Ending a book with the main character’s suicide is a bold move: no hope here for the imagined future that goes on in the murky space past a book’s final pages. Still, it was appropriate: the plot of Girl seemed unable to sustain a happy ending, and McBride the sort of writer who wouldn’t write one anyway. All this made The Lesser Bohemians — set in 1990s London, and centerd upon an 18-year-old Irish drama student — decidedly surprising in its largely upbeat plot and unmistakably happy ending. The narrator starts off a shy virgin overwhelmed by the city; living in a bleak boarding-house, she spends much of her time swimming against the tide of her own loneliness, burning herself with cigarettes on Saturday nights. But soon she meets an actor, 20 years her senior, who banishes both the loneliness and the virginity. He’s got some skeletons in his closet — the retelling of which is genuinely harrowing — and theirs is not a straightforward relationship. But the book ends with them happily (re)united, all past horrors banished by the golden glow of love.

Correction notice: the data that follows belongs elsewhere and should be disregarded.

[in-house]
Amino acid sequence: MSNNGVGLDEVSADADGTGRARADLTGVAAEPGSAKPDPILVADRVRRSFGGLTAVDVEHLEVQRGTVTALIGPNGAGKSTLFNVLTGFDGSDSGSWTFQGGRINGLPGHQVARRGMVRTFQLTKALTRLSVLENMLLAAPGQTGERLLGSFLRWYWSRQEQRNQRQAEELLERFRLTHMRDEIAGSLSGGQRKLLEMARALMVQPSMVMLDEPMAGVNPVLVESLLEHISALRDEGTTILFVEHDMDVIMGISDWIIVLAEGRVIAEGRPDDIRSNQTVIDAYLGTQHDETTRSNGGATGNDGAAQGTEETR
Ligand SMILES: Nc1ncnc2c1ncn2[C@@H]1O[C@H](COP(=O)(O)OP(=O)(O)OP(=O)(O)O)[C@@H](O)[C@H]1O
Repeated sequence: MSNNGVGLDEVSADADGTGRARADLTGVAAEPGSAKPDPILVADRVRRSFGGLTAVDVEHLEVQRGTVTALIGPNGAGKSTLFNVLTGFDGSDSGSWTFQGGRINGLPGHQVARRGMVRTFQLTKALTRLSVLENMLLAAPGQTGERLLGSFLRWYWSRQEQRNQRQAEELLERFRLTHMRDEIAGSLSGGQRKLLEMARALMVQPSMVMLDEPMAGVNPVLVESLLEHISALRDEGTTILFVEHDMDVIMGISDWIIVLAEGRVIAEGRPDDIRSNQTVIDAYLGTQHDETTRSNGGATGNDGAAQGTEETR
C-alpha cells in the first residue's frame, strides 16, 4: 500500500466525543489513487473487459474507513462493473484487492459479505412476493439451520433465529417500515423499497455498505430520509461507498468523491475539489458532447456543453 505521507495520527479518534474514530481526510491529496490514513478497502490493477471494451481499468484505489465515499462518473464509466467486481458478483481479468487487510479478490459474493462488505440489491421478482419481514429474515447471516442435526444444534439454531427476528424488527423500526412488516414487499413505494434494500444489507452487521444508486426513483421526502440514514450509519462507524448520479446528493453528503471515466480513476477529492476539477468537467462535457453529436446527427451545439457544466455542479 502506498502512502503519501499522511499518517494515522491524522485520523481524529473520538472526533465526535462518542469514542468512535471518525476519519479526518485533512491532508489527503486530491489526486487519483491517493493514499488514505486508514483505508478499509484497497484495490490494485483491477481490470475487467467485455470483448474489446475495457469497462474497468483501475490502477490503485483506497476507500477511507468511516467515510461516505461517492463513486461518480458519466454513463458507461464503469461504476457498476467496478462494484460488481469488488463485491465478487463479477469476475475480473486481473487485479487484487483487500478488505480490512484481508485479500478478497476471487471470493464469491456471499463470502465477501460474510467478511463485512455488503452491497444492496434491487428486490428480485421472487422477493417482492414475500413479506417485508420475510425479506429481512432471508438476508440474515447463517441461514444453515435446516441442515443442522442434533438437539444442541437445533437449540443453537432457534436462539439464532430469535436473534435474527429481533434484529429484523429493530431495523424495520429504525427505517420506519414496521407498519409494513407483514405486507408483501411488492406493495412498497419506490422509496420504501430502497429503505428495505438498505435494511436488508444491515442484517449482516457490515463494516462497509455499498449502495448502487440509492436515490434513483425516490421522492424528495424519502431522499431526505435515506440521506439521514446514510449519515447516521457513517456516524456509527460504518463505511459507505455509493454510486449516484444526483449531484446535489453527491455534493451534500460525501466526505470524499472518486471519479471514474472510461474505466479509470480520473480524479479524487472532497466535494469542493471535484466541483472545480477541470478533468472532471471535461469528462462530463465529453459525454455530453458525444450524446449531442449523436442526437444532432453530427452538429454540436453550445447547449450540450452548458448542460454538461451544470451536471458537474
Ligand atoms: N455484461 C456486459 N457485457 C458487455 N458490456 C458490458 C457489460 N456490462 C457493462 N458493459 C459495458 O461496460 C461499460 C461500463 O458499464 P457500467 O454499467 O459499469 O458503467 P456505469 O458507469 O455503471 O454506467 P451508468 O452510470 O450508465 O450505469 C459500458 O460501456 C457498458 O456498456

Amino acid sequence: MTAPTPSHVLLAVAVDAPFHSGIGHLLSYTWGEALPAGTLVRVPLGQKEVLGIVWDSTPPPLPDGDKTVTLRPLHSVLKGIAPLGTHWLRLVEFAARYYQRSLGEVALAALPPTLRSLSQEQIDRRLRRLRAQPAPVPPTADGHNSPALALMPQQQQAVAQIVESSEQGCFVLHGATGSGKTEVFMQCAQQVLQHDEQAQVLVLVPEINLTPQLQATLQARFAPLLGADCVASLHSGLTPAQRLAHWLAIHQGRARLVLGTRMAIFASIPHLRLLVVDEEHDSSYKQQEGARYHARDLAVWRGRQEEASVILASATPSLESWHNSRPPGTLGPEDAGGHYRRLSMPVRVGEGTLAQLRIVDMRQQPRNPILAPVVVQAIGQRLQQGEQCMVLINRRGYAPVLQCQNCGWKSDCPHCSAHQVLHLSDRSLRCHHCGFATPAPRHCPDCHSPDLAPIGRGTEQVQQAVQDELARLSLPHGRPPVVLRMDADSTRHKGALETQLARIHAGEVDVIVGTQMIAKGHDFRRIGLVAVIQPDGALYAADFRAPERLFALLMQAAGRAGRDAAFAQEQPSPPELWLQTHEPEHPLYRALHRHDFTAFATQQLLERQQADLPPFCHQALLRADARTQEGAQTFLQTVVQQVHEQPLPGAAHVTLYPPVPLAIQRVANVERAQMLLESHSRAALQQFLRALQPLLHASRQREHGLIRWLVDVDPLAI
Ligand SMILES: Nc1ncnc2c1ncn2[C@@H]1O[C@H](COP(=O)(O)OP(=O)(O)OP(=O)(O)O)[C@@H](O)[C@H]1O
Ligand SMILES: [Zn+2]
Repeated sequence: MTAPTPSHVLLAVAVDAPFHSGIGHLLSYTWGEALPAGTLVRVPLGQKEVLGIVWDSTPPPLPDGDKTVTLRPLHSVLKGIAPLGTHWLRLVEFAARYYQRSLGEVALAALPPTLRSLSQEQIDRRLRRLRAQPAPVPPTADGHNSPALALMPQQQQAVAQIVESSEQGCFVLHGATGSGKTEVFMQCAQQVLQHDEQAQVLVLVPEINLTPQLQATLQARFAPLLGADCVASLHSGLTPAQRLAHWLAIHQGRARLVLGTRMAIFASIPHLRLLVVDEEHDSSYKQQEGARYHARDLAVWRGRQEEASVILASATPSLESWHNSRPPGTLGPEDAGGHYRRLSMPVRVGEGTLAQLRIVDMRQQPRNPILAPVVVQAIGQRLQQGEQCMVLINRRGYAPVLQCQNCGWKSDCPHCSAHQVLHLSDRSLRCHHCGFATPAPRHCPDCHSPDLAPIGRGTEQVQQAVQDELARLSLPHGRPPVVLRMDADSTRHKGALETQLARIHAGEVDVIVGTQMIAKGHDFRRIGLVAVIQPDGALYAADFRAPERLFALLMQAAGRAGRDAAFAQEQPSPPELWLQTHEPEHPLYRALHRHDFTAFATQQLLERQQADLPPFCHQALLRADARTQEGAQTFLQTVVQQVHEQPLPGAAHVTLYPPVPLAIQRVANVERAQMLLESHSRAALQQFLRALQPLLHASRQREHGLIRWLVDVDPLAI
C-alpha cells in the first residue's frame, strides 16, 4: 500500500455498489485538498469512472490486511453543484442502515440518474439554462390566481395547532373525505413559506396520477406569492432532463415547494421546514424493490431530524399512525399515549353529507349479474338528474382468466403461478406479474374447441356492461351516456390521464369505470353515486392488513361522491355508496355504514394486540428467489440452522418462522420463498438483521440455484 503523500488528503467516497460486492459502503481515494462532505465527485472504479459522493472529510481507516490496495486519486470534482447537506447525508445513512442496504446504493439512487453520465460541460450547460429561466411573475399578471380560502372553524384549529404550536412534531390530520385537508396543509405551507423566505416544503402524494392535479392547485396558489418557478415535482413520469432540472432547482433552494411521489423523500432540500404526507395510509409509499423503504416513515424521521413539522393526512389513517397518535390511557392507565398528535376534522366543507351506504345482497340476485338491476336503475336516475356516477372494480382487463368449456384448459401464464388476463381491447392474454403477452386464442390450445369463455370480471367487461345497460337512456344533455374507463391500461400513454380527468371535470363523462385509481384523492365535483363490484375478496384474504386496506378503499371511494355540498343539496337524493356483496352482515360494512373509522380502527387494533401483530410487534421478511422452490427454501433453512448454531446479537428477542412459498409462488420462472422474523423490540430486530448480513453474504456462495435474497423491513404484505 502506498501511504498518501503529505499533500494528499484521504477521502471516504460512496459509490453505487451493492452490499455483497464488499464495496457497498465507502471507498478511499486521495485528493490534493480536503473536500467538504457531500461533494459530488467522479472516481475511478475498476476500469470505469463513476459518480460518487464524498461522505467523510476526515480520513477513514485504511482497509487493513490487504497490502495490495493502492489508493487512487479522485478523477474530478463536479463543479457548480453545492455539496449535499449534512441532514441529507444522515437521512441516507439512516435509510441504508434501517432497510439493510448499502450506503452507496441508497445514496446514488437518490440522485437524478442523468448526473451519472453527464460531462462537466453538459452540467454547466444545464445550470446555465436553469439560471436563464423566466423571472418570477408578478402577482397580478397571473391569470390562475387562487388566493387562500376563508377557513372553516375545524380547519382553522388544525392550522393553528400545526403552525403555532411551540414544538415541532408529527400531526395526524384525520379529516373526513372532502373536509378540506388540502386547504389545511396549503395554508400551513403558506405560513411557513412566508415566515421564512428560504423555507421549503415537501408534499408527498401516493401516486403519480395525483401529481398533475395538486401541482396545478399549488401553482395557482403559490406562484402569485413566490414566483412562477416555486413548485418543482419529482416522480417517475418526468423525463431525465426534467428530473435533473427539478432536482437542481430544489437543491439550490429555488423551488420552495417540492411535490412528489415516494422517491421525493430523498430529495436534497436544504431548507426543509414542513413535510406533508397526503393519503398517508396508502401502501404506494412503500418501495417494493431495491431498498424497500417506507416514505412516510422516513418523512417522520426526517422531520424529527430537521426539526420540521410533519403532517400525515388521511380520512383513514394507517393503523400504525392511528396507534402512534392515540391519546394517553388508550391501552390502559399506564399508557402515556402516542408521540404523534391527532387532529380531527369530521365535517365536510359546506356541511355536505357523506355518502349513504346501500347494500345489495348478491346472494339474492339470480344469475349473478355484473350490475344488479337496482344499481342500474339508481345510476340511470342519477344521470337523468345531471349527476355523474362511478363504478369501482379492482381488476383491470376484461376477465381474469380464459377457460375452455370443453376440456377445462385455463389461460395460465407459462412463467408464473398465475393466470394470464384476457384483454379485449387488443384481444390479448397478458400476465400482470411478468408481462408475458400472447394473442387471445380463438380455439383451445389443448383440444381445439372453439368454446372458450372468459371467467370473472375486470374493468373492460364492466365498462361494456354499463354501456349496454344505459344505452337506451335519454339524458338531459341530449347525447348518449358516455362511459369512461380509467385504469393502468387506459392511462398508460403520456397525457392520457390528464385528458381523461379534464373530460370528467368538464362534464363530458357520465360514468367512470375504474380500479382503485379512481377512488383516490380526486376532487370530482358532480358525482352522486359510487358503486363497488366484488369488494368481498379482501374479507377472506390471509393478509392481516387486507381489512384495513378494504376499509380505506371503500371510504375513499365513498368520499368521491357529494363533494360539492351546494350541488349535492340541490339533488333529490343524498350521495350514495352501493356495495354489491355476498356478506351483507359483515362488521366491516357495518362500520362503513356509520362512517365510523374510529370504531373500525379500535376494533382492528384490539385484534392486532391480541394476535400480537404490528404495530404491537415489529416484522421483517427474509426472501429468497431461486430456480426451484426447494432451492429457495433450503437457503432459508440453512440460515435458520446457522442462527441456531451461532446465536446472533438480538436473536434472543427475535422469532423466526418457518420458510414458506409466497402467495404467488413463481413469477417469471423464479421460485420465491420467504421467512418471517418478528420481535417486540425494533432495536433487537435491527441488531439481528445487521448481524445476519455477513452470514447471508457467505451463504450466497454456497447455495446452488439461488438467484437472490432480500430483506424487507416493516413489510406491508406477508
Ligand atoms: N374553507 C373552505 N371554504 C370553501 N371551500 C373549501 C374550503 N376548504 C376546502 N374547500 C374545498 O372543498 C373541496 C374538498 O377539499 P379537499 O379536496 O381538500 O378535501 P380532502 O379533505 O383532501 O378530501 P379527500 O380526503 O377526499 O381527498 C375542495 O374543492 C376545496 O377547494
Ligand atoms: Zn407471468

This might sound a bit sentimental, but McBride escapes that trap by acknowledging love itself as far more complex and dangerous than it’s usually taken to be. The sibling love story in Girl is unconventional for literature, where romantic or parent-child love is usually king. But in another sense, the ghost of an (unfulfilled) love for a parent lurks just behind the curtain in Girl, and The Lesser Bohemians too. Both books feature young women who lost their fathers early on, either to death or abandonment. (McBride’s own father died when she was eight.) There’s something decidedly Oedipal about the sexual and romantic lives of McBride’s characters, and she doesn’t bother tiptoeing around, as the narrator in Girl puts it, “our empty spaces where fathers should be. Whereabouts we might find them and what’d we do to fill them up.” In The Lesser Bohemians, the parallel is particularly explicit: the narrator’s lover has a daughter almost her age. In one scene, the daughter — present only in a childhood photograph displayed in her father’s flat — breaks in on the narrator during a sex scene: “This is my father. What? Mine. Just beyond. Little girl in a photo who looks like him. He made me doing this, what he’ll do with you.”